Associated Press Staff
"Small-town politics, murder, a century-old conspiracy, arson and a detective who embodies a modern-day Holmes add up to an amazing journey."
"A remarkable plot that ties together multiple killings - some more than a century old - a secret Sherlock Holmes story and a meeting between Oscar Wilde and Arthur Conan Doyle keep readers glued to the page."
"Fans of Sherlock Holmes will devour Douglas Preston and Lincoln Child's latest thriller, not only because of its connection to Conan Doyle, but because Pendergast bears a striking resemblance to the iconic detective, and has powers as eerily uncanny as Sherlock's. Readers will race toward the final page and, once there, will thirst for more."
Providence Sunday Journal
"Corrie teams up with her mentor, none other than the investigative genius and series stalwart Aloysius Pendergast, in unearthing a web of deceit, conspiracy, and cover-up. He's never been better, and neither have the ever-reliable Preston and Child. "White Fire" blazes on high heat from the first page to the last, a wholly satisfying and relentlessly suspenseful tale."
From the Publisher
"The names Preston & Child on the cover of a book promise a unique reading experience unlike any other, and Two Graves delivers the high thrills one expects from the two masters...authors Douglas Preston and Lincoln Child have delivered another exceptional book....The gothic atmosphere that oozes from the pages of Two Graves will envelop the reader in a totally unique experience...The mystery tantalizes, and the shocks throughout the narrative are like bolts of lightning."The Washington Post on Two Graves"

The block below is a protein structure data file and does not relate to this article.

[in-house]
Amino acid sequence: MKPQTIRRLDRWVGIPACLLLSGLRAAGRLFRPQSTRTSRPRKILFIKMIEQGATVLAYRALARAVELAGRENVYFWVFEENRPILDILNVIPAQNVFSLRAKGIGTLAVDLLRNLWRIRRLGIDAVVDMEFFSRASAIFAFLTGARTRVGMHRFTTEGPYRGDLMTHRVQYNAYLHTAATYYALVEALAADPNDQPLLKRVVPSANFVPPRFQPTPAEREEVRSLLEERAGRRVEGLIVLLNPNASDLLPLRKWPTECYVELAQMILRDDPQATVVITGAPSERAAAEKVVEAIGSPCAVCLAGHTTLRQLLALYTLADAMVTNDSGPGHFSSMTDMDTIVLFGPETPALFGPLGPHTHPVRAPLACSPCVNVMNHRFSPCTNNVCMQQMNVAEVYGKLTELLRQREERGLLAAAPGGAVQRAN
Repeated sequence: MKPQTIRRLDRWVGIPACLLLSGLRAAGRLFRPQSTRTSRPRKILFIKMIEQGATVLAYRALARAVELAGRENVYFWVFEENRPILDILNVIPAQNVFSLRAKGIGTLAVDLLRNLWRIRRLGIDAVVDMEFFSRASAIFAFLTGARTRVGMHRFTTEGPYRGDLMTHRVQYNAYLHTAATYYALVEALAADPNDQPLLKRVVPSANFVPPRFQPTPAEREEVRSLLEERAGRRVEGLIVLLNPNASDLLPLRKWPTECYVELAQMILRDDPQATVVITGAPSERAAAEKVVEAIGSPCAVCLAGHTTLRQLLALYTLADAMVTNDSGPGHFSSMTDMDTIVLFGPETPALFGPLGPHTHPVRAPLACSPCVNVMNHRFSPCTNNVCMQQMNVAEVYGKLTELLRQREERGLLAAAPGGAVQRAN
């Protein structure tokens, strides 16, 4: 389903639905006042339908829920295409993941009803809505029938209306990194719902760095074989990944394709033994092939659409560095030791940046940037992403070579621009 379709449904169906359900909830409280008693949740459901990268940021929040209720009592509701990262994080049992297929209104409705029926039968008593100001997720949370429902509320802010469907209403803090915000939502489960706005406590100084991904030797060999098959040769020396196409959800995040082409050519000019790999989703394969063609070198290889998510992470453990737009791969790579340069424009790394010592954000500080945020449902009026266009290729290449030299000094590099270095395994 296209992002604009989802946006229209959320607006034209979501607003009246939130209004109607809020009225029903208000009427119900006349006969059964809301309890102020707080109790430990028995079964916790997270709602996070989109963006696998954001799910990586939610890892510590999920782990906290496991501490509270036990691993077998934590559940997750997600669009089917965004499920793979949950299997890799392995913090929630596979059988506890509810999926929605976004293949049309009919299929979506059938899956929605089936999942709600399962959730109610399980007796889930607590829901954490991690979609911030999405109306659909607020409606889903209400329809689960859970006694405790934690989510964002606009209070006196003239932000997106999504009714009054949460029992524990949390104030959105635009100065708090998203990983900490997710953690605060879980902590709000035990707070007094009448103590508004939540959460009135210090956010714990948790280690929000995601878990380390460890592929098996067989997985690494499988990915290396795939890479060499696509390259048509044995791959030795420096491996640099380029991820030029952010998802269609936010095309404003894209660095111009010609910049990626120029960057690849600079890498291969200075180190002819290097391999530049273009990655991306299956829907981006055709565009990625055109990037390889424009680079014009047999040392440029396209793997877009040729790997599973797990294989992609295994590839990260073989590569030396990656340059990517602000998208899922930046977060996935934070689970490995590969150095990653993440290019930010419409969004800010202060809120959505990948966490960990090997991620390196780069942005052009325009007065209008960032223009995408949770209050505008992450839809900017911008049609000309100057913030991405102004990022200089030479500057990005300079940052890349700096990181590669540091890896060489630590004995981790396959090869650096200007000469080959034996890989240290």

Two Graves provides readers exactly what they would expect from a Preston and Child novel - thrills, high adventure, treacherous plot twists and well-researched scientific intrigue. The story is never predictable, and Pendergast is a multi-layered personality who keeps you guessing throughout."Bookreporter.com on Two Graves"
Pendergastan always-black-clad pale blond polymath, gaunt yet physically deadly, an FBI agent operating without supervision or reprimandlurks at the dark, sharp edge of crime fiction protagonists."Kirkus Reviews"
Preston and Child continue their dominance of the thriller genre with stellar writing and twists that come at a furious pace. Others may try to write like them, but no one can come close. The best in the business deliver another winner."RT Book Reviews on Cold Vengeance
This is no dream; it's the authors' best book in years. Pendergast has to rein in his feelings to pay attention to the details, and it's fun to see the role reversal between him and the usually emotional D'Agosta. Not to be missed by either newcomers or die-hard fans."Library Journal (starred review) for Fever Dream
"WHITE FIRE is a perfect introduction for any reader not yet acquainted with A.X.L. Pendergast, one of the most memorable detectives in contemporary thrillerdom."
"What Preston and Child are so good at are exemplified here: solid research, clear swift prose and enough twists to fill a jar of pretzels. Sit back, crack open the book and get ready for the ride of your life."
"The best Pendergast book yet - a collision between past and present that will leave you breathless."
"Preston and Child have done it again! WHITE FIRE continues their white hot streak of bestselling suspense as the most eccentric and ruthlessly clever FBI agent in the business, Pendergast, takes on old money and even older secrets with some literary help from Sherlock Holmes. Simply brilliant!"
"I've read every Pendergast thriller. This is the most suspenseful and most horrifying of them all. This book holds chills you can't imagine. I'm still shuddering. I promise-- you'll shudder, too."